These foregoing aspects of-the invention, together with other aspects and advantages thereof will be more apparent from the following description of the preferred embodiments thereof, taken in conjunction with the following drawings.
FIG. 1 is a block diagram of a prior art stereo enabled computer system.
FIG. 2 is a block diagram of the preferred embodiment of the present invention, illustrating the addition of the software and hardware components used to convert the stereo enabled system of FIG. 1 into a surround sound system.
FIG. 1 is an example of a contemporary computer system which supports stereo sound. In such a system a suitable stereo producing application program 1 is loaded into the computer's memory. Normally such an application accesses audio data, stored in digital form in a medium such as a hard disk or CD ROM (not shown). The application stores the audio data in a series of ram buffers, for example, buffers A, B and C. It is understood that more or fewer buffers can be used depending on such factors as the size of the size of the audio data file to be played and the size of the available memory.
An operating system component 2 interacts with the application 1 and in turn interacts with a device driver 6, which controls an audio card 8. One example of such an operating system component is the MICROSOFT Windows multimedia system (shown as MMSystem 2 in FIGS. 1 and 2). Other operating system components which provide a defined interface for exchanging data and/or instructions with the application 1, and the device driver 6, could be used.
In one system for providing these interfaces, MMSystem 2 utilizes a configuration file (not shown), which includes an entry for the name of an audio device driver (in FIG. 1, the entry is the name of the sound driver 6). When device driver 6 is installed, an installation program typically adds the entry for the device driver to this configuration file. The MMSystem 2 automatically interfaces with the audio device driver named in its configuration file. Alternatively, the operating system component 2 maintains a table of addresses (not shown) for the device drivers it needs to interact with. The address for any particular device driver (e.g. device driver 6) is stored in this table, and is utilized by the MMSystem 2 in sending instructions to the device driver 6.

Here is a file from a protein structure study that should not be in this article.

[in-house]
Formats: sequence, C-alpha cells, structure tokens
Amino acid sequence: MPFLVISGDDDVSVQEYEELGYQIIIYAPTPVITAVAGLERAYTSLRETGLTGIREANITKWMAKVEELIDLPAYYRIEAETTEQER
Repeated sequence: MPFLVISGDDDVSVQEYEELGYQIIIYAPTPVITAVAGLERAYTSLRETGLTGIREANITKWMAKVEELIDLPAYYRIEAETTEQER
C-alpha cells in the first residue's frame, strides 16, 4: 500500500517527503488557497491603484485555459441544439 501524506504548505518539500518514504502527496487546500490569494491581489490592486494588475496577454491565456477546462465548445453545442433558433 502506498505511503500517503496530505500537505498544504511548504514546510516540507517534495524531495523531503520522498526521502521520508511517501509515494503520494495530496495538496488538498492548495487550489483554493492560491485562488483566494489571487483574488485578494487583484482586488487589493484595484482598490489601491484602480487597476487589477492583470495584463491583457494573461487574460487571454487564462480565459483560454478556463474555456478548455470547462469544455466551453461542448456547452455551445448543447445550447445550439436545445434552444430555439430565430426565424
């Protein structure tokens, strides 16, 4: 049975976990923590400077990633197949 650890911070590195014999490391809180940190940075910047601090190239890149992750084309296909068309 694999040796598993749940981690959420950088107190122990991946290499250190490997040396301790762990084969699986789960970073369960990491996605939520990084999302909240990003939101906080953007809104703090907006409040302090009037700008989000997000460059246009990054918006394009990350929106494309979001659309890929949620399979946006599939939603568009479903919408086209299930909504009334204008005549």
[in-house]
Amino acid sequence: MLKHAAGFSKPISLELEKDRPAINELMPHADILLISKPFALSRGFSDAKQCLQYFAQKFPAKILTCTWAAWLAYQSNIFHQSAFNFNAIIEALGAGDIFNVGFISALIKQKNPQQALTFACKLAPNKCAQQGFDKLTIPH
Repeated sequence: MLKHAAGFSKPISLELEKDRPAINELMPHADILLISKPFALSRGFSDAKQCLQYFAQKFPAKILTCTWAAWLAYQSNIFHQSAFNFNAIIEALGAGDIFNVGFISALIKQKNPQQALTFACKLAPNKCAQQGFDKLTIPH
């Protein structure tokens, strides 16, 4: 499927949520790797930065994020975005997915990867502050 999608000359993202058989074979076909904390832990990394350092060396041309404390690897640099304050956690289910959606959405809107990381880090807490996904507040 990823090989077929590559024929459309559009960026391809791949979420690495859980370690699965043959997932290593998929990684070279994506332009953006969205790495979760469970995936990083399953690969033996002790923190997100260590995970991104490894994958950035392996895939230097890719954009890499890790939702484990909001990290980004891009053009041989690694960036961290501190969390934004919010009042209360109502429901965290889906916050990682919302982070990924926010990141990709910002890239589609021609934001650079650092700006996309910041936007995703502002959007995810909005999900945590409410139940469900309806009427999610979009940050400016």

Audio card 8 converts digital audio data into analog signals which are amplified, as for example by amplifiers 18 and 19, and then played by speakers 10 and 11. A variety of different audio cards exist for accomplishing this conversion. Each type of audio card has a specific device driver 6 for interacting with the computer's operating system.
Application 1 keeps track of buffer information for each of the buffers in which the application 1 stores audio data. This buffer information includes the ram address for each buffer, as well as the length of each buffer. Other information, such as a flag identifying whether a buffer is in use, could be included.
In operation, application 1 divides a sample of digital data representing sounds to be played into smaller components which it loads into a series of buffers (eg, buffers A, B and C) as hereinbefore described. If the sound sample is larger than the combined size of the buffers maintained by the application, application 1 reuses-the buffers for additional audio data from the sound sample once the contents of the buffers are played, or creates additional buffers. The application determines when any particular buffer should be played and sends playback instructions (which include the buffer information) to the MMSystem 2 for playing the particular buffer accordingly.